PORT OF SPAIN, April 19 (Reuters) - If U.S. President Barack Obama needed a reminder that times have changed in the Americas, his fellow presidents gave him one when Air Force One touched down in Trinidad and Tobago for a regional summit.
Four years ago when his predecessor George W. Bush flew into Argentina for the last Summit of the Americas he was greeted by rock-tossing protesters and an alternative summit led by Venezuelan President Hugo Chavez, raging against “the evil empire.”
This time, the U.S. president was met by smiles, the cheery clang of Caribbean steel drums and prime ministers and presidents seeking out his autograph. Chavez even told the young U.S. leader, twice: “I want to be your friend.”
“This is the Obama summit,” one Brazilian diplomat said.
An observation blimp circled over the conference center in Port of Spain, where a cruise ship housed journalists and white-jacketed police guarded perimeters as Obama and other leaders brainstormed on the economy, energy and security.
Obama had to parry demands to lift the U.S. embargo on Cuba and got a history lesson about U.S. imperialism from Nicaraguan President Daniel Ortega. But the positive vibes surrounding the young U.S. leader were hard to ignore.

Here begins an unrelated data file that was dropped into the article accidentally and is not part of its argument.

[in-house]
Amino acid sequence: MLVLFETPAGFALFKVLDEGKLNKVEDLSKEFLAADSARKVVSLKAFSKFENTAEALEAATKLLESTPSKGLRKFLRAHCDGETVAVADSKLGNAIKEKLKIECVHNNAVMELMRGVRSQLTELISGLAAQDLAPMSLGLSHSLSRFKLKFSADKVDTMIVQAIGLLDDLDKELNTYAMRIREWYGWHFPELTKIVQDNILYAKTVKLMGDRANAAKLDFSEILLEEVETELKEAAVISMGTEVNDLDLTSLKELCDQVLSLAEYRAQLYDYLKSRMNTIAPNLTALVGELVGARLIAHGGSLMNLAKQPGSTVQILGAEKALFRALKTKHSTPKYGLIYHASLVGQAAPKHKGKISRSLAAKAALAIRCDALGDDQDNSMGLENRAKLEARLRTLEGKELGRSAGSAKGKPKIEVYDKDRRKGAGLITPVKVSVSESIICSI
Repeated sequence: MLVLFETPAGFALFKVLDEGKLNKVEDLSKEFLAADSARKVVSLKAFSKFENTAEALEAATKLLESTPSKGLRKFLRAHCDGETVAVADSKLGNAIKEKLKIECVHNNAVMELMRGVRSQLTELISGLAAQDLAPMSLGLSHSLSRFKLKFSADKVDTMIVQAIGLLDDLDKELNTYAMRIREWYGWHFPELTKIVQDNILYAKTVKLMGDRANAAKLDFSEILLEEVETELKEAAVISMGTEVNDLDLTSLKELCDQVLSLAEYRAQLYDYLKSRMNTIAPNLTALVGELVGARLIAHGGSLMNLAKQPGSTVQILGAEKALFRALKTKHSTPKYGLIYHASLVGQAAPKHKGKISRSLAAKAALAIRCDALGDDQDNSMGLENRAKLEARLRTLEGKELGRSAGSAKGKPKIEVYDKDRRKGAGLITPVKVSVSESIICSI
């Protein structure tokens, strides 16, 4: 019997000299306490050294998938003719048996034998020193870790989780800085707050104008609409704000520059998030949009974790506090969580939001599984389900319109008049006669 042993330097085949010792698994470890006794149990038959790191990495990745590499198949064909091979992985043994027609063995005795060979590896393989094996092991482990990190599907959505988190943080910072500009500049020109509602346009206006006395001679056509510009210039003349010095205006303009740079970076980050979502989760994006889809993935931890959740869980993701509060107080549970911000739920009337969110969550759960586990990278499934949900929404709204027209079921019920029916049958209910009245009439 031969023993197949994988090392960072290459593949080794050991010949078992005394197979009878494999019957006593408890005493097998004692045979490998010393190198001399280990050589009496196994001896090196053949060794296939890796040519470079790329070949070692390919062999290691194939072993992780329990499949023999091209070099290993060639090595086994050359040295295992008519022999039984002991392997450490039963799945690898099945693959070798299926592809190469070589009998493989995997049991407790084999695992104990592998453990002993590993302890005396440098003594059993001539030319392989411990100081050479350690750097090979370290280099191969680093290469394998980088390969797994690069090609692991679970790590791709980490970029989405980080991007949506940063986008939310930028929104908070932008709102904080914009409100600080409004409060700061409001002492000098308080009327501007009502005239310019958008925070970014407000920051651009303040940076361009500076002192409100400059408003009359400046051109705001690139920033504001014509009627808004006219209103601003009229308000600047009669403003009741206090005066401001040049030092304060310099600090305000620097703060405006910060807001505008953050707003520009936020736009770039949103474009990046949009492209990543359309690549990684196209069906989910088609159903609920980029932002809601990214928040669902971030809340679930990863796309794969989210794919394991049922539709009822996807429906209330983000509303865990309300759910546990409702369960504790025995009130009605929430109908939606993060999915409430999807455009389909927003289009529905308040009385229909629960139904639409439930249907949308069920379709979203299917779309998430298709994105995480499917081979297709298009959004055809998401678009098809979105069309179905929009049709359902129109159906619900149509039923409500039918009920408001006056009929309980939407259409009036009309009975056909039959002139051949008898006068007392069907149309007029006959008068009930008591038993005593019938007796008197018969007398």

Colombian President Alvaro Uribe was one of several leaders who obtained a prized Obama signature. He showed off a scribbled message from Obama: “To President Uribe, with admiration.”
“Barack Obama signed this little letter for me ... I’m going to send this to get framed,” he joked with reporters outside the summit conference hall.
At one official photo, Obama chatted easily with leftists like Chavez, who have made America-bashing the heart of their political personalities.
Even an “alternative” summit was friendly.
In Argentina, Chavez rallied thousands of protesters to rage against Bush and free trade.
But in Trinidad, a small group of demonstrators taking part in a “drummit summit” played drums, displayed Cuban flags, and hoisted posters carrying images of both Chavez and Obama.
Chavez was greeted as always by mobs of reporters. A scuffle involving journalists crushing to reach the Venezuelan leader prompted summit hosts to briefly restrict media coverage of some events on Saturday.
But Obama’s “listen and learn” approach won over more than a few of the hemisphere’s most powerful figures. Chavez presented him with a book by a Uruguayan leftist. It shot to No. 2 on Amazon.com’s best-seller list on Sunday.
“He’s a cool man,” St. Vincent and the Grenadines Prime Minister Ralph Gonsalves said before the closing ceremony. “He’s an intellectual ... he wants to have a fresh start.” (Additional reporting by Pascal Fletcher, Guido Nejamkis and Damian Wroclavsky in Port of Spain; Writing by Patrick Markey; Editing by Eric Beech)